Vibration induced by railway traffic-zones of influence on buildings and humans

Filip Pachla1 , Bartosz Radecki Pawlik2 , Krzysztof Stypuła3 , Tadeusz Tatara4

1, 2, 3, 4Cracow University of Technology, Cracow, Poland

1Corresponding author

Vibroengineering PROCEDIA, Vol. 13, 2017, p. 188-192. https://doi.org/10.21595/vp.2017.19112
Received 12 September 2017; accepted 13 September 2017; published 26 September 2017

Copyright © 2017 JVE International Ltd. This is an open access article distributed under the Creative Commons Attribution License, which permits unrestricted use, distribution, and reproduction in any medium, provided the original work is properly cited.

Abstract.

The article presents selected results of evaluation of the harmfulness of buildings vibrations and influence on humans in buildings caused by railway traffic. The results presented in the paper were part of larger group of in field test which gather, were the basis of creation the zones of influence of railway vibrations. The paper presents the methodology of field test as well as some selected results. The discussion of the results leads to conclusions which are presented, as mentioned above, zones of influence of railway vibrations on building construction as well as on human in the buildings. The proposed zones are different for cargo and passenger trains. The ranges of zones are also different in case of building structure and human perception. All analyzes are compatible with polish codes PN-B-02170:2016 [1] and PN-B-02171:2017 [2] and executed by accredited laboratory with significant participation of the authors. The proposed zones were assumed by manager of the national railway network PKP PLK S.A.

Keywords: railway, vibrations, influence on human, building, vibration comfort.

1. Introduction

Actual polish codes [1, 2], instructions and law acts [3-9], contain information referring to influence of vibrations pointing that there is an obligation to design structures near railways and roads including the dynamics effects. The dynamic effects should be included in two main aspects: influence on building structures and influence on human body [1, 2, 10, 11]. Polish codes [1, 2] use two main parameters to describe influence on structure and human body. These parameters are the building vibration perceptivity ratio (WODB) and the human vibration perceptivity ratio (WODL), and they state the limit borders of the vibrations. The WODL ratio (in English, the human vibration perceptivity ratio), proposed in [10], is the measure of vibration perception by people. It is the maximum ratio of the acceleration RMS value obtained from the analysis to the acceleration RMS value equivalent to the threshold for the perception of vibration by humans (in the same 1/3 octave band) chosen from each 1/3 octave band. The WODB ratio (in English, the building vibration perceptivity ratio), also proposed in [10], is the measure of vibration perception by building structure. It is the maximum ratio of the peak value of acceleration obtained from the analysis to the acceleration value equivalent to the threshold for the perception of vibration by building (in the same 1/3 octave band) chosen from each 1/3 octave band. The article shows importance of including dynamic effects at the beginning of the design process, by presenting and analyzing the serious of in-situ tests.

2. Research fields

The article presents two selected locations where the in-situ tests were done. First building is a single family residential house located in Warsaw near one of the main railway line. The second one building is two stories building. The house consists of main part and a garage connected with it. The walls are made of cellular concrete with thickness of 24 cm. According to the design project, the slab over the ground floor is made of reinforced concrete, with thickness of 14 cm. The construction of roof is made of wooden rafters. The interior walls and ceilings are covered by plasterboards, so there was no possibility to check the construction elements condition. In plane, the building is like the rectangular with sides 9.3 m by 10.95 m. The height of the building in ridge is 8.0 m. The building is offset from the railway line by 32.5 m (see Fig. 1). The general view of analyzed building is presented on Fig. 2. The building is situated with ridge perpendicular to the railway line. The vibrations in the building are caused by trains moving on railway lines number 9 and 456. These lines have traditional track structure with rails connected to prestressed concrete sleepers spread on a ballast. Track structure allows to achieve a speed of 160 km/h for passenger trains and 120 km/h for cargo trains.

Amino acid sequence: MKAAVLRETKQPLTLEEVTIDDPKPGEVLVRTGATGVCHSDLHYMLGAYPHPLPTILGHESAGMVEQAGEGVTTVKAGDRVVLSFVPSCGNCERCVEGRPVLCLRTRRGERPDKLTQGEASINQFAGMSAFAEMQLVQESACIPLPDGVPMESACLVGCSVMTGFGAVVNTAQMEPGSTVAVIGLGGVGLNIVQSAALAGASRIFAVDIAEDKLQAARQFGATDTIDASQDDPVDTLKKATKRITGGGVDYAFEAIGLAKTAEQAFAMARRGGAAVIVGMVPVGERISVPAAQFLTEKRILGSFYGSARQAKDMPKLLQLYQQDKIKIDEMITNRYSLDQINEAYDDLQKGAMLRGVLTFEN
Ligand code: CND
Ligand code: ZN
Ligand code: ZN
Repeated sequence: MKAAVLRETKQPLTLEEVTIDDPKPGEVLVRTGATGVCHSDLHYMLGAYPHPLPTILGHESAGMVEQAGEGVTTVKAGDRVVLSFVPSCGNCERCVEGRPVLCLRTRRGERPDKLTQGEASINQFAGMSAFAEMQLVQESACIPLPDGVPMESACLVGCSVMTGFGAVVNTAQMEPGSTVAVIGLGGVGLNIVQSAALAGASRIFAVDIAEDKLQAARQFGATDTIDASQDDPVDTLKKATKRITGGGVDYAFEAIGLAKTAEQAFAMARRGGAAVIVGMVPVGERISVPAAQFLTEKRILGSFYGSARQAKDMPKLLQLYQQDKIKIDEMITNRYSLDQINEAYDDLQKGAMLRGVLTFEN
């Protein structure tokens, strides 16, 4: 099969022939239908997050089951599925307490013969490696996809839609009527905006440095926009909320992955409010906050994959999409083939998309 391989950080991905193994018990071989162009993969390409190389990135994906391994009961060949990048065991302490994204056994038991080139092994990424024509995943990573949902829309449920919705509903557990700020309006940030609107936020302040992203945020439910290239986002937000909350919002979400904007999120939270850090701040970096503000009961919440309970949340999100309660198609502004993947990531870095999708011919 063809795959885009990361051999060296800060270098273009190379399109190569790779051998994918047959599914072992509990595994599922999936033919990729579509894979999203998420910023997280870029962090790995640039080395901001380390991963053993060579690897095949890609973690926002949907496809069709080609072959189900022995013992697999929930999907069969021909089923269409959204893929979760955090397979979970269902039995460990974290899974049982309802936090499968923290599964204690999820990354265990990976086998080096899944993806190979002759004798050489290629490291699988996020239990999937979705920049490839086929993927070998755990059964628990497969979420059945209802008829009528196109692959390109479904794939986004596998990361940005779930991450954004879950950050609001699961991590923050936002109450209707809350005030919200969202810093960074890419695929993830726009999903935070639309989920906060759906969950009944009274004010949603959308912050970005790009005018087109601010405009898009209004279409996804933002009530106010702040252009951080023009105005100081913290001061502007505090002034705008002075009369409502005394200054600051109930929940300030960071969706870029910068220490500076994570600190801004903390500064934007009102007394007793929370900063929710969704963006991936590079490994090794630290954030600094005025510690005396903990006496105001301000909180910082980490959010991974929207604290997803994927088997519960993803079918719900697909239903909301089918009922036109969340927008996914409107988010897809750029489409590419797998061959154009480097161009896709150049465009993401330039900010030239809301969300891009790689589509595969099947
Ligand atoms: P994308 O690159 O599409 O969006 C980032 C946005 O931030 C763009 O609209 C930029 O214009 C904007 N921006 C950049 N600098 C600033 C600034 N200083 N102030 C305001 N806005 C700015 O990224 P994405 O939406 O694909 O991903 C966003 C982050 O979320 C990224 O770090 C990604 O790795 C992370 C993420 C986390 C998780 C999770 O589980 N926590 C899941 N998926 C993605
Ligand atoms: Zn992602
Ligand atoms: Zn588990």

Fig. 1. Location of field tests No. 1

Fig. 2. The examined single-family house – general view of the structure

Fig. 3. Location of field tests No. 2

The second location of field tests was in Bytom (Poland). The analyzed building is a multi-family house. Three-story building with basement is made of masonry walls with masonry vaults on steel beams over the basement and wooden beams over the rest floors. The building is 9.85 m wide and 33.5 m long. The height is 14.5 m. The roof structure is wooden. The distance from the railway line to the nearest corner of the building is 21.7 m. It’s situated with ridge perpendicular to the railway line (see Fig. 3). The building is classified to SWD-II scale according to [1]. The general view of the building is presented in Fig. 4. The vibrations in the building are caused by trains moving on railway lines number 9 and 456 (see Fig. 3). These lines have traditional track structure with rails connected to wooden sleepers spread on a ballast. Track structure allows achieving a speed of 100 km/h for passenger and cargo trains. Due to numerous damage to the railway surface, the speed has been reduced. This line is mostly used by cargo trains.

Fig. 4. The examined multi-family house – general view of the structure

3. Research methods

In location no. 1 and no. 2, the study included measurements of accelerations in control points of the analyzed buildings. Control points were assumed according to polish codes [1, 2]. They were located at the place of human vibration reception. In all cases in each point accelerations were measured in three orthogonal directions. In both location measurements lasted 24 hours. Due to the heavy load of the line, several hundred measurements were recorded in Warsaw. Almost one hundred measurements were recorded in Bytom. Records from location no. 1 and no. 2 were then analyzed according to [1, 2], to set the influence on buildings structures and human reception. Fig. 5 presents selected measuring points in building.

Fig. 5. Control points with sensors used in the measurements a) influence on building, b) influence on human

a)

b)